When I originally came to St. Thomas over 30 years ago, I was not expected to be involved in substantive business and legal research, but over the past decade I have truly developed and enjoyed my research. As a faculty member at St. Thomas I believe my role encompasses teaching, research and service – balancing all three is just a matter of dedication and time management. I also believe that both faculty and students are researchers and learners. I am fortunate in that the courses I teach are aligned with my research interests. It is those courses that, in turn, further develop and deepen these interests. My research helps me because it is way of checking my ideas and seeing if I can make them practical and meaningful to my students.
Since becoming a faculty member at St. Thomas, I’ve developed three primary research streams: a) legal issues and performance-enhancing drugs in sport; b) legal issues in sport and risk management; and c) legal issues dealing with employment and trade secret law.
The business of sports is a multibillion-dollar global industry. My interest in legal issues and performance-enhancing drugs in sport comes from serving as one of the few members from the United States on the Court of Arbitration for Sport (CAS), which is located in Lausanne, Switzerland. Often referred to as “Sport’s Supreme Court,” the CAS is an institution independent of any sports organization, which provides services to facilitate the settlement of sport-related disputes. The CAS does this through arbitration or mediation, by means of procedural rules adapted to the specific needs of the sport world. With less than 300 arbitrators from 87 countries throughout the world, these arbitrators are chosen for their specialist knowledge of arbitration and sports law.
While being part of the CAS has made it logical for me to conduct research in this area, I also have chosen this stream because I firmly believe that doping is a dangerous health risk for the youth of the world today. Doping is contrary to the basic principles of sport and fair play. Most recently I have been working on the need to consolidate and harmonize the fight to protect clean competition for athletes throughout the world. It is essential for the integrity of sport. From conference presentations and citations of my work, I have seen that my research has raised an awareness of the problem and has stimulated discussion and debate.
Nelson Mandela once said, “Sport has the power to change the world ... it has the power to inspire.” At the same time – as seen from the tragic events at the 2013 Boston Marathon – because sports are so strongly associated with American economy and culture, they have been considered significant targets of terrorism attacks. The heroic “Boston Strong” recovery showed that sport can truly inspire and unify. Yet I also believe it showed that there is a need for sport event managers to create a risk management plan. Risk management is more than just looking at potential losses; rather, it is important to emphasize that modern risk management is now structured around a comprehensive process for assessing and addressing risks.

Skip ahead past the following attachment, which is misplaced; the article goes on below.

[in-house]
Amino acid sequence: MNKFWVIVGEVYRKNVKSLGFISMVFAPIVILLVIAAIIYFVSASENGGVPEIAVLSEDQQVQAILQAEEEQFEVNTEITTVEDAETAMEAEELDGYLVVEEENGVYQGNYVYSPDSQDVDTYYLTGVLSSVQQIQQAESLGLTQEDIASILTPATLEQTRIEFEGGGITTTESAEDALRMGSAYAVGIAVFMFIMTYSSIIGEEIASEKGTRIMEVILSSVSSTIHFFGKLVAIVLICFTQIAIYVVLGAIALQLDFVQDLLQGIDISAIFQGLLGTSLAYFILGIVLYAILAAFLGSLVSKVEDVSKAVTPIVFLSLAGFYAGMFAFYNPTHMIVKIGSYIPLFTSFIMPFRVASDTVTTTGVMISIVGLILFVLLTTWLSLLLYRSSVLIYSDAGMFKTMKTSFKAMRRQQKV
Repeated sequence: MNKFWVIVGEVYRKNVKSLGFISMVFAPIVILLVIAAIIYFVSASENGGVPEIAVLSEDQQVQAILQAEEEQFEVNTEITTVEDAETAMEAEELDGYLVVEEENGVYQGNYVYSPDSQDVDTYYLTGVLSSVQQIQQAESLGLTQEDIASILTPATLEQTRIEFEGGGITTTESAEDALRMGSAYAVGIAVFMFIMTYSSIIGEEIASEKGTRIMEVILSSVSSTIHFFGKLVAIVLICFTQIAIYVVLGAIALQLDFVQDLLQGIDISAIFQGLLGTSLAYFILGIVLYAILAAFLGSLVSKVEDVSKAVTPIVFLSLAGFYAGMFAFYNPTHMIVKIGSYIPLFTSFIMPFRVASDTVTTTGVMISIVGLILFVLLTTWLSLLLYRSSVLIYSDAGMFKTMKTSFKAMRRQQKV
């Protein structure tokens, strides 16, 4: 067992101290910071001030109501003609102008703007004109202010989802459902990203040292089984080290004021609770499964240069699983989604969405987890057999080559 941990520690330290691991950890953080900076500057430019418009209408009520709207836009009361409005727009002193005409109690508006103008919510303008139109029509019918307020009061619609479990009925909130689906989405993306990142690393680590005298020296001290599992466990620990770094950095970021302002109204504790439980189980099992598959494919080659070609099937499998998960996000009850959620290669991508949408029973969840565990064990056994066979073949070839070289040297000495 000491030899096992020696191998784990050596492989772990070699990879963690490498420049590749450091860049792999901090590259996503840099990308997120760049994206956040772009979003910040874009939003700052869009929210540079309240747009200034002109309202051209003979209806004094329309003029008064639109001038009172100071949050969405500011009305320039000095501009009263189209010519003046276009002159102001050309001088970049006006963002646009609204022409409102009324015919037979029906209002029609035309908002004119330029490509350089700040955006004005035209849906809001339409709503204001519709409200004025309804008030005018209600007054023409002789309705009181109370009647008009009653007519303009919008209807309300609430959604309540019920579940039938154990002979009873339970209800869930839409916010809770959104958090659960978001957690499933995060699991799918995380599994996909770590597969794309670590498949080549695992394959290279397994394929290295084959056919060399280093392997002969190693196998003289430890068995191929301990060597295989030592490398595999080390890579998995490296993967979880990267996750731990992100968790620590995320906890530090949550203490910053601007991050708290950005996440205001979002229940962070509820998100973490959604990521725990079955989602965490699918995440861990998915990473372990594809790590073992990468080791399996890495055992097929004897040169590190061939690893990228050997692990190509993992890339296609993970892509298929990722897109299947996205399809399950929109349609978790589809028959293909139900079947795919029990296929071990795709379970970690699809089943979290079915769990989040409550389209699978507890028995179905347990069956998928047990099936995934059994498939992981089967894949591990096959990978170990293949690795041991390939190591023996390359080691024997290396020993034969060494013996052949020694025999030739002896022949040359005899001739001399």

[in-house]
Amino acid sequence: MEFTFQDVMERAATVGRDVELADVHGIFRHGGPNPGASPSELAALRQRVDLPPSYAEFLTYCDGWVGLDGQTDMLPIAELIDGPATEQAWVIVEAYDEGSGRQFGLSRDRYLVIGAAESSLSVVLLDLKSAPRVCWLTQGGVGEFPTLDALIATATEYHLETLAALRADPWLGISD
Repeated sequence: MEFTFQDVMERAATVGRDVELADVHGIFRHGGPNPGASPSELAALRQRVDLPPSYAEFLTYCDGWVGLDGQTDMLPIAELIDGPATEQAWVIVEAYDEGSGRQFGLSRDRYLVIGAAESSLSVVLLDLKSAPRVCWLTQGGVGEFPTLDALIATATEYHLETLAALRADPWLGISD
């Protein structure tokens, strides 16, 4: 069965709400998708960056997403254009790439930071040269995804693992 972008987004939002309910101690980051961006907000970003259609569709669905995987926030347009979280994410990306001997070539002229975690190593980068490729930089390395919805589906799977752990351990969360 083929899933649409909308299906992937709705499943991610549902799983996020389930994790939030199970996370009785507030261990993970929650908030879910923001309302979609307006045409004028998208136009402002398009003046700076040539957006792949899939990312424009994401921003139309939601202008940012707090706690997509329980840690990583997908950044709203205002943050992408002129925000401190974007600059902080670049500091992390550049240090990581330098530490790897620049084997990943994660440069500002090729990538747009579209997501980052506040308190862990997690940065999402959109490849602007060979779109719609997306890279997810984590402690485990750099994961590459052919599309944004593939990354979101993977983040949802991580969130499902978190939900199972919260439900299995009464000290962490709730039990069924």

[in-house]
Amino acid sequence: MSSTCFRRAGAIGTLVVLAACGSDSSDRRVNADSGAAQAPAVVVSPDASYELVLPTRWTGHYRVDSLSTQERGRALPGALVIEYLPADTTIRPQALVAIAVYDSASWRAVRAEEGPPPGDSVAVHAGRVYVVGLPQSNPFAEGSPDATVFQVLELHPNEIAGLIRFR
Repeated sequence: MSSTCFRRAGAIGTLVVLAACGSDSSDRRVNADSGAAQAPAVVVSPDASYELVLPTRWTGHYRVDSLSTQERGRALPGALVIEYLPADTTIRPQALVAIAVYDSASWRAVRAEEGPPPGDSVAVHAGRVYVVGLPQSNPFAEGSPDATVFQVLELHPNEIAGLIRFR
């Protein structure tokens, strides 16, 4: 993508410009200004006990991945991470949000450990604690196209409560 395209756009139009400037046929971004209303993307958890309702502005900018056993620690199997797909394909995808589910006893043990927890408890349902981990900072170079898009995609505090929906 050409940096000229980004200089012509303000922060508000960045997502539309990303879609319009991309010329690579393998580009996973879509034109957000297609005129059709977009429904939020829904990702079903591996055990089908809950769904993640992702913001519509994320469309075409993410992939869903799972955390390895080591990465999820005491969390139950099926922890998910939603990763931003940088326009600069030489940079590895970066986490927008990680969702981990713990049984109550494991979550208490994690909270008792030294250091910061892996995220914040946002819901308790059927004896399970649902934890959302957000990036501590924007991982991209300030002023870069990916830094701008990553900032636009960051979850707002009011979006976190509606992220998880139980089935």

In order to fully comprehend their legal responsibilities, event managers must gain an appreciation for the development of risk management plans specific to their activities. Risk management should be used to assist sport event managers in providing a reasonably safe environment for their contestants, guests and sponsors. As such, risk management may be perceived as constituting a fundamental way in which decision-makers solve problems. By possessing this awareness, event organizers may minimize the likelihood of future potential litigation that negatively impacts the reputation and financial considerations of the organization. Best practice models provide access to event processes that appear to describe the best ways of preparing, organizing and conducting an event.
My third area of research and teaching interest – employment and trade secret law – comes from my personal experience in business and law. I have been fortunate to be a member of a family business that is the premier source for structural steel bending in the United States. Additionally, in my private practice I had the opportunity to provide legal advice and counsel to clients in the areas of employment and business law.
I have been extremely fortunate to have the support of my chairs, the deans and the college to continue to expand my research. It is also exciting because my research is interdisciplinary and has given me the opportunity to work not only with colleagues in the Opus College of Business, but also with colleagues throughout the country – crossing traditional disciplinary boundaries of inquiry.
Finally, I firmly believe that my research has and will continue to enrich my teaching just as my teaching enhances my research. When I first came out of law school and graduate school and started teaching, I was foolish enough to think I knew the answers. Over the years, I have learned from my students and my research that I still may not know the questions. Life is a journey, so we can enjoy the ride.
Professor Dr. John Wendt teaches in the Opus College of Business Ethics and Business Law Department and has served as MBA director for Sports and Entertainment Management.
From Exemplars, a publication of the Grants and Research Office.